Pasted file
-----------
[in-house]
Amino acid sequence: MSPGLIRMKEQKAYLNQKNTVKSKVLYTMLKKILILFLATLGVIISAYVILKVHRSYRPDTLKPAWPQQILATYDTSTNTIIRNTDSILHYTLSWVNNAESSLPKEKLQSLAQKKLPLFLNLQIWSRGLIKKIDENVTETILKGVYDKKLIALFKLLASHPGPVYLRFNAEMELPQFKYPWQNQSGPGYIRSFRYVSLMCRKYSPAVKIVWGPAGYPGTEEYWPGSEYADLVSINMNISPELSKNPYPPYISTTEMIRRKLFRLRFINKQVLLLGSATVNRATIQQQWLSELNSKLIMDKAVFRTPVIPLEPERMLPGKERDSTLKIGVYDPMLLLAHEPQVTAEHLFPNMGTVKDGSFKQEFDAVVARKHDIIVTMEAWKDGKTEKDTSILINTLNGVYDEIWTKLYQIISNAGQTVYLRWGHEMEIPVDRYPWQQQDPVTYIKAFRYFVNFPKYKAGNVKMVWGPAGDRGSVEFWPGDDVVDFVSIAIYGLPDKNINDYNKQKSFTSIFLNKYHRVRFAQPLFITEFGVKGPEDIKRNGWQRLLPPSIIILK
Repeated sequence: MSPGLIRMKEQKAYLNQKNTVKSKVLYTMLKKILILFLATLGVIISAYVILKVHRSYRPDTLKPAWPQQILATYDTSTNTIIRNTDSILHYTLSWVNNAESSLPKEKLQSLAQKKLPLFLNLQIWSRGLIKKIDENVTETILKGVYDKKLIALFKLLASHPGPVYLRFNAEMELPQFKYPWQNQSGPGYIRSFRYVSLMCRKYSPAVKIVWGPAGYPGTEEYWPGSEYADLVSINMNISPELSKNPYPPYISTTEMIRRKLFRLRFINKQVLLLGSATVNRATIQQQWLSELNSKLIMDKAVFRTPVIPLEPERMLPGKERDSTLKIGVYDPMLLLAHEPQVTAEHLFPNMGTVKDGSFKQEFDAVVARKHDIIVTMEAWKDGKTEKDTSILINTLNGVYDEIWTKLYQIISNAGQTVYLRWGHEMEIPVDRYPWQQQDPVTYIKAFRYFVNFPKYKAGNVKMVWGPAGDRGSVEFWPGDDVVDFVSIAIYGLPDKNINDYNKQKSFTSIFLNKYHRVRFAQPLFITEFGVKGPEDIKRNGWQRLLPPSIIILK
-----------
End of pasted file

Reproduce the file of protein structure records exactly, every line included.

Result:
[in-house]
Amino acid sequence: MSPGLIRMKEQKAYLNQKNTVKSKVLYTMLKKILILFLATLGVIISAYVILKVHRSYRPDTLKPAWPQQILATYDTSTNTIIRNTDSILHYTLSWVNNAESSLPKEKLQSLAQKKLPLFLNLQIWSRGLIKKIDENVTETILKGVYDKKLIALFKLLASHPGPVYLRFNAEMELPQFKYPWQNQSGPGYIRSFRYVSLMCRKYSPAVKIVWGPAGYPGTEEYWPGSEYADLVSINMNISPELSKNPYPPYISTTEMIRRKLFRLRFINKQVLLLGSATVNRATIQQQWLSELNSKLIMDKAVFRTPVIPLEPERMLPGKERDSTLKIGVYDPMLLLAHEPQVTAEHLFPNMGTVKDGSFKQEFDAVVARKHDIIVTMEAWKDGKTEKDTSILINTLNGVYDEIWTKLYQIISNAGQTVYLRWGHEMEIPVDRYPWQQQDPVTYIKAFRYFVNFPKYKAGNVKMVWGPAGDRGSVEFWPGDDVVDFVSIAIYGLPDKNINDYNKQKSFTSIFLNKYHRVRFAQPLFITEFGVKGPEDIKRNGWQRLLPPSIIILK
Repeated sequence: MSPGLIRMKEQKAYLNQKNTVKSKVLYTMLKKILILFLATLGVIISAYVILKVHRSYRPDTLKPAWPQQILATYDTSTNTIIRNTDSILHYTLSWVNNAESSLPKEKLQSLAQKKLPLFLNLQIWSRGLIKKIDENVTETILKGVYDKKLIALFKLLASHPGPVYLRFNAEMELPQFKYPWQNQSGPGYIRSFRYVSLMCRKYSPAVKIVWGPAGYPGTEEYWPGSEYADLVSINMNISPELSKNPYPPYISTTEMIRRKLFRLRFINKQVLLLGSATVNRATIQQQWLSELNSKLIMDKAVFRTPVIPLEPERMLPGKERDSTLKIGVYDPMLLLAHEPQVTAEHLFPNMGTVKDGSFKQEFDAVVARKHDIIVTMEAWKDGKTEKDTSILINTLNGVYDEIWTKLYQIISNAGQTVYLRWGHEMEIPVDRYPWQQQDPVTYIKAFRYFVNFPKYKAGNVKMVWGPAGDRGSVEFWPGDDVVDFVSIAIYGLPDKNINDYNKQKSFTSIFLNKYHRVRFAQPLFITEFGVKGPEDIKRNGWQRLLPPSIIILK